Once a year, a magical and touching celebration of the human spirit unfolds at Engle Lane Theatre in Streator, Illinois. A group of children in a program called The Penguin Project® take to the stage to perform a modified version of a well-known Broadway musical. This production is unique, however, because all of the roles are filled by children with developmental disabilities including Down syndrome, cerebral palsy, autism, intellectual disabilities, learning disabilities, visual impairment, hearing impairment, and other neurological disorders. They are joined on stage by their “peer mentors”, a group of children the same age without disabilities, who have volunteered to work with them side-by-side and guide them through 4 months of rehearsals and the final production. By creating unrestricted access to the performing arts, The Penguin Project® demonstrates that the special challenges of a disability need not handicap a child’s ability to participate in life’s experiences. For more information, please visit http://www.penguinproject.org/
The Penguin Project was conceived by Dr. Andrew Morgan to give children with disabilities an opportunity to participate in the performing arts. “Dr. Andy” is a developmental pediatrician and the Chief of the Section of Child Development at the University of Illinois in Peoria. He is the primary medical specialist in Central Illinois involved in the diagnosis and treatment of children with disabilities, but has also directed and performed in many community theater productions in the area.
He created The Penguin Project recognizing that theater not only provides children with a valuable recreational experience and an opportunity to display their creative talents, but also enhances social interaction, communication skills, assertiveness, and self-esteem. The Penguin Project strives to demonstrate that individuals with disabilities are fully capable of participating in community activities with the same dedication and enthusiasm as others, if given opportunity and support.
The Comunity Players of Streator at Engle Lane Theatre is one of 19 replication sites for "The Penguin Project" - a program that originated in Peoria and is now going "on the road" to other communities. We are very excited to bring this program to our community starting this November!!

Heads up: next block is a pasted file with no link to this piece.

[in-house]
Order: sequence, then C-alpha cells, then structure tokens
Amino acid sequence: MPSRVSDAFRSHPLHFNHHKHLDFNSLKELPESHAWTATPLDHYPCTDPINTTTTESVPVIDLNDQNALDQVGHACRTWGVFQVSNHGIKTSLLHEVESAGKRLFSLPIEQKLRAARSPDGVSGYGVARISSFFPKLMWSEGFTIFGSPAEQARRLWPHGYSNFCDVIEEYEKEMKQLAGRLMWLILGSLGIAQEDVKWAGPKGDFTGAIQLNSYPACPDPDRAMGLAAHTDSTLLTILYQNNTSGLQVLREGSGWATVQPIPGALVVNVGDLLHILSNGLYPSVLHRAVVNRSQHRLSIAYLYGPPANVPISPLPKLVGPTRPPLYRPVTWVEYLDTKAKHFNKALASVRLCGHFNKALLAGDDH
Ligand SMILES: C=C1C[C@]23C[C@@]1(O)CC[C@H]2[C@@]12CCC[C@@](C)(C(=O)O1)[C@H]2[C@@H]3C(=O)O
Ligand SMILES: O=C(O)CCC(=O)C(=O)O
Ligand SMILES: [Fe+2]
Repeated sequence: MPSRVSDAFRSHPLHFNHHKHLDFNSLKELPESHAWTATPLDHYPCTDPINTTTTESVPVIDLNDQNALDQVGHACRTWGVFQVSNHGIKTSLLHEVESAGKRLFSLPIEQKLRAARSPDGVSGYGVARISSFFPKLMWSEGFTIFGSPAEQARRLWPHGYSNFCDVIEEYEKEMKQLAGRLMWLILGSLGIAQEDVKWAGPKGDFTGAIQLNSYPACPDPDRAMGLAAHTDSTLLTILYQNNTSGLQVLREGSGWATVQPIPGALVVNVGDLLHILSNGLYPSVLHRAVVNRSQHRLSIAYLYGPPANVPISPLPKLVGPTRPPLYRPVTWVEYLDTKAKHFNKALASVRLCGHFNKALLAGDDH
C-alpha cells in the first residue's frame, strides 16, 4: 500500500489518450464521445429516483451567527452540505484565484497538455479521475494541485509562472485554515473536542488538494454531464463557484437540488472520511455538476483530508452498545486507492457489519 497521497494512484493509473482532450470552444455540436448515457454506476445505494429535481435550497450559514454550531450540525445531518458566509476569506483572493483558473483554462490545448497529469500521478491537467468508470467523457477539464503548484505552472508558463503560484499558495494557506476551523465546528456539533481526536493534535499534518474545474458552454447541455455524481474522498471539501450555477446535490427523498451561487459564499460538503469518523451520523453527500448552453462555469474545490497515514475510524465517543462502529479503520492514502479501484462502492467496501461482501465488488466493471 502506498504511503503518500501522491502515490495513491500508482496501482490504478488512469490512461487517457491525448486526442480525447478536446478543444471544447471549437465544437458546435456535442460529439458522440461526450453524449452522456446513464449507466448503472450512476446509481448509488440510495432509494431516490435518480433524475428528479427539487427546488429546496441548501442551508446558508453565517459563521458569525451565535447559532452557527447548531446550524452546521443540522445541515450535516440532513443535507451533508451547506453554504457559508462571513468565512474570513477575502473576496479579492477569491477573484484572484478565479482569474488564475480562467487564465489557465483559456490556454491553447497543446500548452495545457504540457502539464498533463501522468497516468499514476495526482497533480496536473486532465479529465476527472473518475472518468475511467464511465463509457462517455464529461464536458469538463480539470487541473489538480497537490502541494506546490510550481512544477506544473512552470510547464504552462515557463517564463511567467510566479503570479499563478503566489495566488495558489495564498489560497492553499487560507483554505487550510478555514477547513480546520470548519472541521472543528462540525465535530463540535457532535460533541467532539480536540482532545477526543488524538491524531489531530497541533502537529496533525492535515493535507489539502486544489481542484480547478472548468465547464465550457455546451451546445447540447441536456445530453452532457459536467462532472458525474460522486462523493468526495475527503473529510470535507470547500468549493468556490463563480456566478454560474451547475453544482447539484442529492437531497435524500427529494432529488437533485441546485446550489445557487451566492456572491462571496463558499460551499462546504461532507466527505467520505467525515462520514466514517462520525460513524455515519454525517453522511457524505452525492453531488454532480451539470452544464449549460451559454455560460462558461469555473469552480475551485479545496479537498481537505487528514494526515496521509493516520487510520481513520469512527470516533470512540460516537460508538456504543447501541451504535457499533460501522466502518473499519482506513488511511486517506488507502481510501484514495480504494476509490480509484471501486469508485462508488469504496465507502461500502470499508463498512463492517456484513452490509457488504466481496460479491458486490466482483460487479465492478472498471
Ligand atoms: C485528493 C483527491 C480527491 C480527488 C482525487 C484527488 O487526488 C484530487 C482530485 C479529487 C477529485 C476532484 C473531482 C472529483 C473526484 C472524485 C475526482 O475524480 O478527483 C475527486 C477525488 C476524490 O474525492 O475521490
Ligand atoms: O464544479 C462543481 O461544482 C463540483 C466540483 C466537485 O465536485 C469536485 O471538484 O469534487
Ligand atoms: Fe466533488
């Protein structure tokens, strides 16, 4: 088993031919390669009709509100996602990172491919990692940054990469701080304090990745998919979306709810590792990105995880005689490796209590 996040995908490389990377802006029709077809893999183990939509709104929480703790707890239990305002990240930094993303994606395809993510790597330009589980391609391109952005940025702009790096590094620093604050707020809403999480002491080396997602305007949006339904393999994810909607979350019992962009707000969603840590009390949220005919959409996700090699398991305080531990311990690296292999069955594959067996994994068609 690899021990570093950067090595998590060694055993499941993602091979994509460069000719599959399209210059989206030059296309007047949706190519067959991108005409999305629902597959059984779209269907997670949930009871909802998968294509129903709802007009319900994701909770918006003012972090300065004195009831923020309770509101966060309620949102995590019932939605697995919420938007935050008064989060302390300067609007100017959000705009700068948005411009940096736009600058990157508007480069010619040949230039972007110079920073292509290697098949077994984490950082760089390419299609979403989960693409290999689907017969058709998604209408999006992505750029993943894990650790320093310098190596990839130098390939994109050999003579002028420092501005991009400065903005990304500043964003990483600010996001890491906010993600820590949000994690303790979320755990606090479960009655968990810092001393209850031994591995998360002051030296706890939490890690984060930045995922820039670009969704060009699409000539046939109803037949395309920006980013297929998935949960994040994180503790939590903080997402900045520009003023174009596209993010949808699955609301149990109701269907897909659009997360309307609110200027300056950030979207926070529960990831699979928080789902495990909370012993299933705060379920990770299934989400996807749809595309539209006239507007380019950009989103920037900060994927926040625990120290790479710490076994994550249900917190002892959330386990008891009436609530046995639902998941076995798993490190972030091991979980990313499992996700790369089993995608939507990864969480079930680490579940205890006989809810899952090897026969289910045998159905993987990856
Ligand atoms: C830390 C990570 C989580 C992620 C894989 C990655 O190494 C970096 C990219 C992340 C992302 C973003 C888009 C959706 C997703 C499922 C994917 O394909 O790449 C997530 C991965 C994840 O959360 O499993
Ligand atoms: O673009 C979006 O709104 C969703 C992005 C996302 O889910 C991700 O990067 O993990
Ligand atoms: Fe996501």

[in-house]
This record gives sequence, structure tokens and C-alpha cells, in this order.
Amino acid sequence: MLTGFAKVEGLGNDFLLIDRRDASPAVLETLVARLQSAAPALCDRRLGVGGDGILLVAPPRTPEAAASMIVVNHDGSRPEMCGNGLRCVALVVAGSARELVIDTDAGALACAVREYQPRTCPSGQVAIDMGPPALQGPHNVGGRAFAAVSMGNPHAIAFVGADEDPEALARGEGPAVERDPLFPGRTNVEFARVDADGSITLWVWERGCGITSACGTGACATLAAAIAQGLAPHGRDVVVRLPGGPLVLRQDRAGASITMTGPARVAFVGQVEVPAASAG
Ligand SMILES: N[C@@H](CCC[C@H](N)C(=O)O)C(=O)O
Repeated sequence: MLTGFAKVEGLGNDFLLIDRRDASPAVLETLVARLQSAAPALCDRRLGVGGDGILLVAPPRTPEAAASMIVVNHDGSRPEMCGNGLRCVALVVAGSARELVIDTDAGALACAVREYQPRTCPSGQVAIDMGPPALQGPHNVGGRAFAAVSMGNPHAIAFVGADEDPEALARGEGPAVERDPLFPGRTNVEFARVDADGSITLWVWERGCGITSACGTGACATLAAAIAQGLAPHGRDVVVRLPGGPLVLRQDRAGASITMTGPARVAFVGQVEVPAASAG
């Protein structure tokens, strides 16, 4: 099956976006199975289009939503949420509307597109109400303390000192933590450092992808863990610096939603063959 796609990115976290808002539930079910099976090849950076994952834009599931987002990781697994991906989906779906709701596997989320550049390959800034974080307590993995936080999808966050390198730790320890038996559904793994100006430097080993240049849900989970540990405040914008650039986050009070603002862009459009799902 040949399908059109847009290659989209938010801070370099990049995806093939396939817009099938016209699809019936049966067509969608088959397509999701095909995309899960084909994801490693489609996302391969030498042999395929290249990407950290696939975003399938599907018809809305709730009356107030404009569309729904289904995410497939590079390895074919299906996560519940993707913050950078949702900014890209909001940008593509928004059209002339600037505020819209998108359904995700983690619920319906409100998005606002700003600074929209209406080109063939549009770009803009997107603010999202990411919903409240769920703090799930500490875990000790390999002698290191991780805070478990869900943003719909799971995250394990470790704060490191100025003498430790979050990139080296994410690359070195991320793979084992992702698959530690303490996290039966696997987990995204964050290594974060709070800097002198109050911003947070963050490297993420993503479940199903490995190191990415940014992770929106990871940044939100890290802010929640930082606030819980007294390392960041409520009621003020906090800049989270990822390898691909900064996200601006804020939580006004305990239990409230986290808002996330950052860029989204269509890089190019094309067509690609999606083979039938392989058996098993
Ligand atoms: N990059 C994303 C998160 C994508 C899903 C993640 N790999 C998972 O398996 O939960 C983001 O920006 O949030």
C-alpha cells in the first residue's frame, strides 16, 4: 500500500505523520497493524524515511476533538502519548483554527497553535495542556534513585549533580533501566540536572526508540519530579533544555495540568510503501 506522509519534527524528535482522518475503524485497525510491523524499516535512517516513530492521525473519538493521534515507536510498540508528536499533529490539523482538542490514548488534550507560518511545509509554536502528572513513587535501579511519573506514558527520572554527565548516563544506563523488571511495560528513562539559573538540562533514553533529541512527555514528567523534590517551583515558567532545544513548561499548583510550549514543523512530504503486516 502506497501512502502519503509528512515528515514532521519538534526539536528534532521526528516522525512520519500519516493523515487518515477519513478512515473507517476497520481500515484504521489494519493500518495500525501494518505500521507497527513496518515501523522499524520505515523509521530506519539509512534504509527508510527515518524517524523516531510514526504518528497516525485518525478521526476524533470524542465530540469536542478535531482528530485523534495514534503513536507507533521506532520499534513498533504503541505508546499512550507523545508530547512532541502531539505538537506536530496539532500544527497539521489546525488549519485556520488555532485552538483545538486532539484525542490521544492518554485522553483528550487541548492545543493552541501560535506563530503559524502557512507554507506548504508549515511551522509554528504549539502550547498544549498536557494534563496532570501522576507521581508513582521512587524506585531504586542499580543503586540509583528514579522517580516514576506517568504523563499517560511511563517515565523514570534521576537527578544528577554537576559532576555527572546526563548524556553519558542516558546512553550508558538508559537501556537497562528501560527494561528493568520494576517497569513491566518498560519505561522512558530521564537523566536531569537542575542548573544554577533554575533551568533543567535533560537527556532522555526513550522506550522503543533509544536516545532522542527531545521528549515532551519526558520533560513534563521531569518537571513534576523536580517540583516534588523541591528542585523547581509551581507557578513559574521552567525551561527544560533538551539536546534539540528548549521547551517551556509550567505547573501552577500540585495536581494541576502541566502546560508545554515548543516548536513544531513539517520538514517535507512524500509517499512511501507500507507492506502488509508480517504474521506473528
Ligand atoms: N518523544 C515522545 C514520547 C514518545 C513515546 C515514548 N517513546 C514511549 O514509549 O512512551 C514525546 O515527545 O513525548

We have some dates set! Tuesday, November 14, 2017 at 7PM at Engle Lane Theater will be the "Get Acquainted Meeting." Anyone who wants to act, mentor, or volunteer should come. This is like a first rehearsal of a musical production. Next, our performance dates for our penguins for "Annie, Jr." will be March 9, 10, and 11 of 2018. March 11 will be a matinee. Get the word out! We will need a lot of help to make this production a success!
So why Penguins? The origin of the name “Penguin Project” comes from the unique characteristics of penguins. They are extremely playful and curious, and they work and play together. More importantly, they have a “disability” that distinguishes them from other birds - they can’t fly! Instead, penguins waddle and toboggan on their bellies over the snow, and are excellent swimmers. Like the participants in the program, they have adapted to the challenges of their environment and have not allowed their unique difference to interfere with their lives.
Young Artists With Disabilities:
The Penguin Project is open to any individual age 10 to 24 with a disability. This includes children with cognitive, learning, motor, hearing, and visual impairments, genetic disorders, and neurological disorders. There are no restrictions based on the level of cognitive ability, restriction of mobility, or lack of communication skills. Because of concerns for safety, however, we are unable to accept anyone with a severe behavioral disturbance that might endanger himself/herself or others.
The Penguin Project utilizes a “peer mentor” system, linking each young artist with an age level peer, between 12 and 21, who does not have a disability. The peer-mentors work side-by-side with their partners, assisting them throughout the entire rehearsal process and on stage. The mentors are responsible for knowing all of the lines, songs, and blocking of their partners. They are on-stage during the production, costumed to match or compliment their partners. They participate in the group production numbers, but are trained to remain “in the background” and provide direct assistance only as needed.
Donations to The Penguin Project at Engle Lane are gladly accepted.
There are many ways you can help!
|We are seeking monetary support for renovations to continue making the backstage areas more handicapped accessible, in addition to support for the rights and royalties, costumes, sets, and props. Click the link above to donate online.|